Xamarin.Forms Walkthrough 2: The Curious Case of Code Sharing

In this article we will discuss the detailed structure and concepts of code sharing in Xamarin.Forms.

In this walk through we will discuss the detailed structure and concepts of code sharing in Xamarin.Forms. Before going into this article it will be good and helpful if you go through the following article to get into the flow of Xamarin.

Only by having a deep knowledge in Xamarin will help you to maximize your ability to share code.

When we start to create a cross-platform project we will get a N+1 projects under a solution, where N represents the number of platforms you are targeting and the extra project will carry the code which will be shared across all your platforms.

Before going further you must be aware of the .NET frameworks used in Xamarin. The versions of the .NET Framework that are used in Xamarin.iOS, Xamarin.Android, and Windows Phone are not full versions of the .NET Framework. They are smaller subsets designed to work more efficiently on mobile platforms.

When we start to share code using Xamarin.Forms, we have universally accepted two methodologies of sharing:

  • Portable Class Libraries
  • Shared Projects

We can discuss more about those methods in the following sessions. According to your needs you can choose one of those methods in your project.

Portable Class Libraries

Portable Class Libraries or PCLs are nearly same as normal class libraries with limited functionalities. PCLs are designed with an idea of sharing code across multiple projects that target different versions of the .NET Framework. When you are working with a PCL, you have the ability to configure it to target the frameworks that are appropriate for your application. To get a full list of supported versions of the .NET Framework as well as functionality, just go through the documentation on MSDN about Cross-Platform Development with the PCL.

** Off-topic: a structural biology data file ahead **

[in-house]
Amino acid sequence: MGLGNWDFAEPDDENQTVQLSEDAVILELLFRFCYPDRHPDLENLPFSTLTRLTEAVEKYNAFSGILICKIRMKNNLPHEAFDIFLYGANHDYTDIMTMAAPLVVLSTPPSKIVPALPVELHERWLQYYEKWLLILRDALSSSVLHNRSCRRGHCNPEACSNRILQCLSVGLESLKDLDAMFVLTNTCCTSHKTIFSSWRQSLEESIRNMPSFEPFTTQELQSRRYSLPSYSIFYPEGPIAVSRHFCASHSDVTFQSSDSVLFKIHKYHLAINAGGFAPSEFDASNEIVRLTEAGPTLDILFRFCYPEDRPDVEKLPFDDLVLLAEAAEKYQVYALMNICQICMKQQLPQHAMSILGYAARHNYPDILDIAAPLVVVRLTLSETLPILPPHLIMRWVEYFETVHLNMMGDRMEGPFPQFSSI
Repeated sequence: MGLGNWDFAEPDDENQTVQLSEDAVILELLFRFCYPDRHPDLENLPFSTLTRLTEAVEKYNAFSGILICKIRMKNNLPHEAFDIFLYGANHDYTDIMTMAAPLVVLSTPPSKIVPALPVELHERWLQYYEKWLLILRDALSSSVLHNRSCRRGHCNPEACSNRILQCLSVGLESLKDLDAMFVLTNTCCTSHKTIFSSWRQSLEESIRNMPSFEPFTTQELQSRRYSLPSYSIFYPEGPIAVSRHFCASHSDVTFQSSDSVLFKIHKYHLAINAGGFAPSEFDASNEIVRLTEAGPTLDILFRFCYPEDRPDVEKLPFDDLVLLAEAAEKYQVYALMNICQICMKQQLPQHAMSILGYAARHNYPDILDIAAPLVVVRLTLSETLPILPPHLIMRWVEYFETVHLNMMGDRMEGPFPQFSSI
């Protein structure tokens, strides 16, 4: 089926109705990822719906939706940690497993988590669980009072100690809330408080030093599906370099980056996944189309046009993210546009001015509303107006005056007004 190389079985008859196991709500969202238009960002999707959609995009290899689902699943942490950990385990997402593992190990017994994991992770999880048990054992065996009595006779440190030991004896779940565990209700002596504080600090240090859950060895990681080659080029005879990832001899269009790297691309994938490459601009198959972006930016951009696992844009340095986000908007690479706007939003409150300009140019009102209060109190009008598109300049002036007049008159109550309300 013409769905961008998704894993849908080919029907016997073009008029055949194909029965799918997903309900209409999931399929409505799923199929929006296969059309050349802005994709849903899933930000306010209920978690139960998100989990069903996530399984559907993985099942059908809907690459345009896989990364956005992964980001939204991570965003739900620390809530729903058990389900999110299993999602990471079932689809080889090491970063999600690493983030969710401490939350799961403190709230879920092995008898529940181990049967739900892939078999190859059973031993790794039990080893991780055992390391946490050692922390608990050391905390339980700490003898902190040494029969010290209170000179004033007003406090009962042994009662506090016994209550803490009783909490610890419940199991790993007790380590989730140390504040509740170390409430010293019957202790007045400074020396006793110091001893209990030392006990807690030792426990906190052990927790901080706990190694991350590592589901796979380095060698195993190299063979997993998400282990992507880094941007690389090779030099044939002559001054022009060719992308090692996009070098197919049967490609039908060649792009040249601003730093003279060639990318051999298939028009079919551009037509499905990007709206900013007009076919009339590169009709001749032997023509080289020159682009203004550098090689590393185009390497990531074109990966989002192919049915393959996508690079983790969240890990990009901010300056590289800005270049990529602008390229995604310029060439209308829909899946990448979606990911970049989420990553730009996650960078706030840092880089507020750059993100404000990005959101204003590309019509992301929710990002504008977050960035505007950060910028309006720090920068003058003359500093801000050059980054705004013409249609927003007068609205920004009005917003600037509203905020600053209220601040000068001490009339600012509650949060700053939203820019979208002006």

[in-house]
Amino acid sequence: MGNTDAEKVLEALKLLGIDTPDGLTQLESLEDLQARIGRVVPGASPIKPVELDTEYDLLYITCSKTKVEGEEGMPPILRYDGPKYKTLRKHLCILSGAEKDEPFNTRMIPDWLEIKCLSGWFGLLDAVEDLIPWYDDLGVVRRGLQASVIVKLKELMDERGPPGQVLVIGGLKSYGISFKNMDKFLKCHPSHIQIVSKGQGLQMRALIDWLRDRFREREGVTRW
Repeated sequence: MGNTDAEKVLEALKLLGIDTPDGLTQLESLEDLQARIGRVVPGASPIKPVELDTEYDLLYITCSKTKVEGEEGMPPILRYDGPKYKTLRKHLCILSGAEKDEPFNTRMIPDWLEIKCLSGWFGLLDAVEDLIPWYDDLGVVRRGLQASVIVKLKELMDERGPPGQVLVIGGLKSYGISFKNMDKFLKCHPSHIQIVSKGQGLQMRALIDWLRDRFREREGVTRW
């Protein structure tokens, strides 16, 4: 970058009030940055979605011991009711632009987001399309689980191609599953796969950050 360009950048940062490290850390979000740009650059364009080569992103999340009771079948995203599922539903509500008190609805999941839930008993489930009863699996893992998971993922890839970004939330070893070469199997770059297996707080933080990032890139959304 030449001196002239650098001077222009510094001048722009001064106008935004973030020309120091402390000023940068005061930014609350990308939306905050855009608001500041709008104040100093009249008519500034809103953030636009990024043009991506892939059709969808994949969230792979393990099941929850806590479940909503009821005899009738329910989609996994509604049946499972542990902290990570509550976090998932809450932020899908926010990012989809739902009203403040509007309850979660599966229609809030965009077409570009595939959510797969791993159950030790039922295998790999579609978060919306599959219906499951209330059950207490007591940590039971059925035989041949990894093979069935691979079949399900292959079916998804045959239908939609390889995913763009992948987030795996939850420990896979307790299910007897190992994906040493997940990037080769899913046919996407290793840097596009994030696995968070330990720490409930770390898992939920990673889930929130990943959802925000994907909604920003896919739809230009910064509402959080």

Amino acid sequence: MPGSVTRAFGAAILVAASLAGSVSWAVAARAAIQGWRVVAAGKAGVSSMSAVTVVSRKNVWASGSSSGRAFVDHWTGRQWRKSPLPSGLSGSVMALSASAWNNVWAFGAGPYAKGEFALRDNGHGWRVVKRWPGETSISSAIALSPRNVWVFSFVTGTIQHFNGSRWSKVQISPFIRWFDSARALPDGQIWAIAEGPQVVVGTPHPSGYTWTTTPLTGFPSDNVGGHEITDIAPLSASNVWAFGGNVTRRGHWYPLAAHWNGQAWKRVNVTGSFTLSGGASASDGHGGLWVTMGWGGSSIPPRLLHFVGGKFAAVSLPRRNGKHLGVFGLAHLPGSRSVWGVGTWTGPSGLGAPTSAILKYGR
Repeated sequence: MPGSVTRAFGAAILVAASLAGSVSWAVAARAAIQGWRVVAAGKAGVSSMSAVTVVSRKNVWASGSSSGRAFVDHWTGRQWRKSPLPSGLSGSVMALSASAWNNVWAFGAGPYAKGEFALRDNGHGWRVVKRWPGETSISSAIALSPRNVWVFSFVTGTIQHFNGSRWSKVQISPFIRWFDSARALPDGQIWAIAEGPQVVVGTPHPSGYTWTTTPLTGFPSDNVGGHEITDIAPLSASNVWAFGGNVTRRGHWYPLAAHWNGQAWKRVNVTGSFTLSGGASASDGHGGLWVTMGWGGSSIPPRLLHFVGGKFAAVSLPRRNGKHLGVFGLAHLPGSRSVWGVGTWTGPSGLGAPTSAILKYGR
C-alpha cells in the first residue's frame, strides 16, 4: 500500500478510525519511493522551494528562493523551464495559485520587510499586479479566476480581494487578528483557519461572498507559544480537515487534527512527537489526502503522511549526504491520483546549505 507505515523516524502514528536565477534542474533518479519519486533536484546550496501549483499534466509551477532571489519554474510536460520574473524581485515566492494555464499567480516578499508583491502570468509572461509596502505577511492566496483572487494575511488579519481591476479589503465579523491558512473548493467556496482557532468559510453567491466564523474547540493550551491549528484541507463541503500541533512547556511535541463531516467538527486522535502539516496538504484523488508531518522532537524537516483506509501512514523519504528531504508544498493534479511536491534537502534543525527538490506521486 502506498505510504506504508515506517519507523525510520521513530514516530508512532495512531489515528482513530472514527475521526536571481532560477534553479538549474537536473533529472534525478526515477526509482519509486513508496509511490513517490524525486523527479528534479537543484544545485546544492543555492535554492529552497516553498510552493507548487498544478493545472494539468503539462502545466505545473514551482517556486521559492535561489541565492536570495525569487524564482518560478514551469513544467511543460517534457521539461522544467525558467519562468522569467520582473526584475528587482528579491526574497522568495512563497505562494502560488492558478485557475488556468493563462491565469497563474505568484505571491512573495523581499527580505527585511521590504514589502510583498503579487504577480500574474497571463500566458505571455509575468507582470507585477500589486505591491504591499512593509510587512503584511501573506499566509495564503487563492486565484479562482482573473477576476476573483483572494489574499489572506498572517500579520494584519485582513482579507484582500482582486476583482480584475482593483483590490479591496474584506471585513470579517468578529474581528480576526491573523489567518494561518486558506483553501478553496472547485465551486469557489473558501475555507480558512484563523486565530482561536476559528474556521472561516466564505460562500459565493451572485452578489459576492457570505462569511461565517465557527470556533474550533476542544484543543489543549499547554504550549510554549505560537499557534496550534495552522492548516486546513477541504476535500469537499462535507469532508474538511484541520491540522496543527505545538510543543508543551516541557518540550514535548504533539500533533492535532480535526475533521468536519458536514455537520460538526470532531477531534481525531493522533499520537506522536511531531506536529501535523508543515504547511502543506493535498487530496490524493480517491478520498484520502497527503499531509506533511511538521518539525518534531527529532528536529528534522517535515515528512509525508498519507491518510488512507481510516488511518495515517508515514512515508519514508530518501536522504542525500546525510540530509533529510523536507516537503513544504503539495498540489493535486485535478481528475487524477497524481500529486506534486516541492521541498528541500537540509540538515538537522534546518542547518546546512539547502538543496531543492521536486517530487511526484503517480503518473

Let's start by creating a new project in Visual Studio or Xamarin Studio and select the Blank App (Xamarin.Forms Portable) template under Visual C# family. Give your new project a name, e.g. PortableDemo and click OK.

Blank App

We will get our solutions created similar to the following screenshot:

PortableDemo

Here the project name PortableDemo will carry all the shared code, and all the other projects, PortableDemo.Droid, PortableDemo.iOS and PortableDemo.WinPhone will carry the Android, iOS and Windows Phone platform codes respectively.

Advantages

  • Non-platform specific code can be isolated in a separate project.
  • The PCL project can be referenced easily by other projects in the solution.
  • Shared codes in PCLs can be shared with other applications via a compiled.dll.

Disadvantages

  • PCLs may not include any platform specific codes or classes available in MonoTouch of Mono for Android.
  • PCLs can't be referenced due to the sharing of same class libraries between multiple platforms.
  • PCLs only contain access to a subset of the .NET Framework.

Shared Projects